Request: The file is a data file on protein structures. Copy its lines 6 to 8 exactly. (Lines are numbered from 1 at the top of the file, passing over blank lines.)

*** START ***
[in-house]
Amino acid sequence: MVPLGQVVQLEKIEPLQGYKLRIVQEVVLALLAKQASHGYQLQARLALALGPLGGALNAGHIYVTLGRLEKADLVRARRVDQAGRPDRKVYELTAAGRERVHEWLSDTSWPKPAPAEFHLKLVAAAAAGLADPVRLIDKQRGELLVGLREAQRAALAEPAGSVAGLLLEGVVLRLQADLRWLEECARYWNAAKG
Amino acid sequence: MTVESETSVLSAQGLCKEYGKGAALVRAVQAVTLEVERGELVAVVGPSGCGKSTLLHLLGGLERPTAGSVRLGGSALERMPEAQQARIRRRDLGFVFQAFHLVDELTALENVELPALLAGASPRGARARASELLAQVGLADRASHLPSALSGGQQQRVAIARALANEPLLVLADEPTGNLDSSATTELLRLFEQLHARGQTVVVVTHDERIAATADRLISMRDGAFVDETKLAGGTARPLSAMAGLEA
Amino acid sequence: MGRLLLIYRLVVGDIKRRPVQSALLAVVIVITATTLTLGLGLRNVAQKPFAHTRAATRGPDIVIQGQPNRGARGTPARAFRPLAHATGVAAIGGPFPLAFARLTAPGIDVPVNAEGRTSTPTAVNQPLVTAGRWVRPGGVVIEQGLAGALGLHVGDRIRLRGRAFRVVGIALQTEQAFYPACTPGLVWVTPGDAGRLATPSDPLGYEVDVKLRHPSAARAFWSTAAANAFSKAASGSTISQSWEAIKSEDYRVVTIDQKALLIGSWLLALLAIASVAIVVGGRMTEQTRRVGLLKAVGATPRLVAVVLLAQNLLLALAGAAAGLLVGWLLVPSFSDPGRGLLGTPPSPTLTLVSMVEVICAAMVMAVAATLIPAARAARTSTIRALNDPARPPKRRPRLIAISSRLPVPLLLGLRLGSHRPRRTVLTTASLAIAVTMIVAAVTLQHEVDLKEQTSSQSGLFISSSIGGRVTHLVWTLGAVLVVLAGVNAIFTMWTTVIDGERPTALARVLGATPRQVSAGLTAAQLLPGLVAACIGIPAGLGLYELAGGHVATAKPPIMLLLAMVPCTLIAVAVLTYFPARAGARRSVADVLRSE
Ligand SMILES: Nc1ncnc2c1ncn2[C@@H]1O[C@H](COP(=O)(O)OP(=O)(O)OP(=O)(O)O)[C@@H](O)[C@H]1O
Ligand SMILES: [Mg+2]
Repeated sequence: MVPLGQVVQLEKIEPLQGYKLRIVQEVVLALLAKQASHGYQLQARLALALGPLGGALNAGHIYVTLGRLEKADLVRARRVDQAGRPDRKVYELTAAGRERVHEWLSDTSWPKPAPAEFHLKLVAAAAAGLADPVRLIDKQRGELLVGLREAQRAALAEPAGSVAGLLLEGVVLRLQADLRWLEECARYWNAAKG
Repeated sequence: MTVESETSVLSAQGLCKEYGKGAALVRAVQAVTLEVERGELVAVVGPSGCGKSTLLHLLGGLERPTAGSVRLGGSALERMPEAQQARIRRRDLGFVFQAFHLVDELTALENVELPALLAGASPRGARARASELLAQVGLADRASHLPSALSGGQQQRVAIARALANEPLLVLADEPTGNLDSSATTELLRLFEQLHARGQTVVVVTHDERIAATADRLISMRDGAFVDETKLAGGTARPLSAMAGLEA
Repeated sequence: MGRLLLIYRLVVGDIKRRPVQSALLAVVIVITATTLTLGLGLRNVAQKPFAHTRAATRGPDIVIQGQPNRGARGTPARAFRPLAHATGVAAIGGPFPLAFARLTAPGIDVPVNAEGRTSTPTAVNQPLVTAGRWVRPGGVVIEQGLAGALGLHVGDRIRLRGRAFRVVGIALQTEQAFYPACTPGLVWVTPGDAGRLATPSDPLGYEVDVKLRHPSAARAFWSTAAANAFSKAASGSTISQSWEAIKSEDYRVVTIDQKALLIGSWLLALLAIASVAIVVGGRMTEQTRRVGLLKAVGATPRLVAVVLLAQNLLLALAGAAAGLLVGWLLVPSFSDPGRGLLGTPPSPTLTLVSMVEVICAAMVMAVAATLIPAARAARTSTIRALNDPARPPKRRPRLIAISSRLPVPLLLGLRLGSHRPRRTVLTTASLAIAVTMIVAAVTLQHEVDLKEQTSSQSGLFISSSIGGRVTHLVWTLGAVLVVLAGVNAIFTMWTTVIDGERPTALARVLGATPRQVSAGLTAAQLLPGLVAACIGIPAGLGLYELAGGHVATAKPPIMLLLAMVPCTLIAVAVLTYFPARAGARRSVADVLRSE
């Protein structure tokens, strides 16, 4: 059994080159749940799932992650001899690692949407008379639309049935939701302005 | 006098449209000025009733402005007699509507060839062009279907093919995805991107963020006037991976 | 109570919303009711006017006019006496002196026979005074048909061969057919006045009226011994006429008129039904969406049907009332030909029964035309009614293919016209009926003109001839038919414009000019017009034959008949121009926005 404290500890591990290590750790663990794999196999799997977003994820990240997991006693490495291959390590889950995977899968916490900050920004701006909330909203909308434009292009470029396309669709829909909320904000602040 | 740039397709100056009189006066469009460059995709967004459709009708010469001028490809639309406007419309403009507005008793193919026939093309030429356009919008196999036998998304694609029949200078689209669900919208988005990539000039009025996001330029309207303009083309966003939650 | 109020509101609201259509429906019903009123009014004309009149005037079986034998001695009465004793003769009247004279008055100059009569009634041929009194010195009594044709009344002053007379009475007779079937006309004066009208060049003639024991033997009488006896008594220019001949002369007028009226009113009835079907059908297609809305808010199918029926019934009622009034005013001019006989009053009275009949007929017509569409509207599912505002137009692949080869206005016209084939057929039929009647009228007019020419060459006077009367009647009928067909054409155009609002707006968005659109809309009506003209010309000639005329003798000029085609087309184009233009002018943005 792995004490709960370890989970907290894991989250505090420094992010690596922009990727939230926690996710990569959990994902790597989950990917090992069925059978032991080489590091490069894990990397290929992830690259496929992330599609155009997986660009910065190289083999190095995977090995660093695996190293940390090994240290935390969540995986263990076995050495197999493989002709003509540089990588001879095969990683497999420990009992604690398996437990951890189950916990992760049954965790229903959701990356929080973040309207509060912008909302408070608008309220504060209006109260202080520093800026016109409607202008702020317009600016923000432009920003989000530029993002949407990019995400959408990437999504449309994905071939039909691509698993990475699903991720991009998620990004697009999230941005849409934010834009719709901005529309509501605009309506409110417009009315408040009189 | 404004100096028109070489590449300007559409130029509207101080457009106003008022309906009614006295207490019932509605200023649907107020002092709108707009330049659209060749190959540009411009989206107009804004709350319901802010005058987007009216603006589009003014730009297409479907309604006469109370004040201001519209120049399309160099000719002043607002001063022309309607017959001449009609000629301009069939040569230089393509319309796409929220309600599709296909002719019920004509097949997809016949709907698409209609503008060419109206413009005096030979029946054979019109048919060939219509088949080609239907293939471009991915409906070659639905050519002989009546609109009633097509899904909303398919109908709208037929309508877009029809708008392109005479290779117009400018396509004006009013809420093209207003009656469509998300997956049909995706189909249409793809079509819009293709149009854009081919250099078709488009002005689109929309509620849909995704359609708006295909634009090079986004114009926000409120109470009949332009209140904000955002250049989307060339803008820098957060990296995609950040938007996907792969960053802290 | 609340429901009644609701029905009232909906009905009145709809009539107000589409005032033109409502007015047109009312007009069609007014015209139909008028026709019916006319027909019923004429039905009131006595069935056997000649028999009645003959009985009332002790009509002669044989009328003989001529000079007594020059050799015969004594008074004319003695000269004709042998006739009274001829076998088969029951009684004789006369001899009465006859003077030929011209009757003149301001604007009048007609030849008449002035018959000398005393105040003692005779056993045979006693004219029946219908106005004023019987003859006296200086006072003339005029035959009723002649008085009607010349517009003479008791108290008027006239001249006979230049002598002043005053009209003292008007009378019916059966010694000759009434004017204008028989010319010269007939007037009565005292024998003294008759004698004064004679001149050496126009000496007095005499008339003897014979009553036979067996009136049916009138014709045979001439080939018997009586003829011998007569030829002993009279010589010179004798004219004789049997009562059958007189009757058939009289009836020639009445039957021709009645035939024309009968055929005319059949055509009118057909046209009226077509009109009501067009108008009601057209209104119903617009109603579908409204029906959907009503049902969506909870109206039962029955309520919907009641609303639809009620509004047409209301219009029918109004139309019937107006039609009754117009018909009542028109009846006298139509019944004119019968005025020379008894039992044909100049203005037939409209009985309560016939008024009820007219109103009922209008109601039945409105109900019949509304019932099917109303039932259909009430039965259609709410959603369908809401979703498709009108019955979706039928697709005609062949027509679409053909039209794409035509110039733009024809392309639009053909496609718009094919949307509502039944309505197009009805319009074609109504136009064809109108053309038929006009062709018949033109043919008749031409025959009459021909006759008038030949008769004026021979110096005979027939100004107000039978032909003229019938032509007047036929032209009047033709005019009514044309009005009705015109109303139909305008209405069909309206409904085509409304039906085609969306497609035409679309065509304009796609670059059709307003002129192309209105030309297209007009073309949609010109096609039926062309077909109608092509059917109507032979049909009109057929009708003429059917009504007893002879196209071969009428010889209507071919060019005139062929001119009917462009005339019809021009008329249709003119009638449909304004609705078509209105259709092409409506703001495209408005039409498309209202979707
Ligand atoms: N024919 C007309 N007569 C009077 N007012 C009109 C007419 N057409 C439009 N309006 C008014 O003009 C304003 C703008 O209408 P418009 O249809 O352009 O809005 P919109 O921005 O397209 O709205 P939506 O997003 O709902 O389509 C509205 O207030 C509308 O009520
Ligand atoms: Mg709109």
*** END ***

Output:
Ligand SMILES: [Mg+2]
Repeated sequence: MVPLGQVVQLEKIEPLQGYKLRIVQEVVLALLAKQASHGYQLQARLALALGPLGGALNAGHIYVTLGRLEKADLVRARRVDQAGRPDRKVYELTAAGRERVHEWLSDTSWPKPAPAEFHLKLVAAAAAGLADPVRLIDKQRGELLVGLREAQRAALAEPAGSVAGLLLEGVVLRLQADLRWLEECARYWNAAKG
Repeated sequence: MTVESETSVLSAQGLCKEYGKGAALVRAVQAVTLEVERGELVAVVGPSGCGKSTLLHLLGGLERPTAGSVRLGGSALERMPEAQQARIRRRDLGFVFQAFHLVDELTALENVELPALLAGASPRGARARASELLAQVGLADRASHLPSALSGGQQQRVAIARALANEPLLVLADEPTGNLDSSATTELLRLFEQLHARGQTVVVVTHDERIAATADRLISMRDGAFVDETKLAGGTARPLSAMAGLEA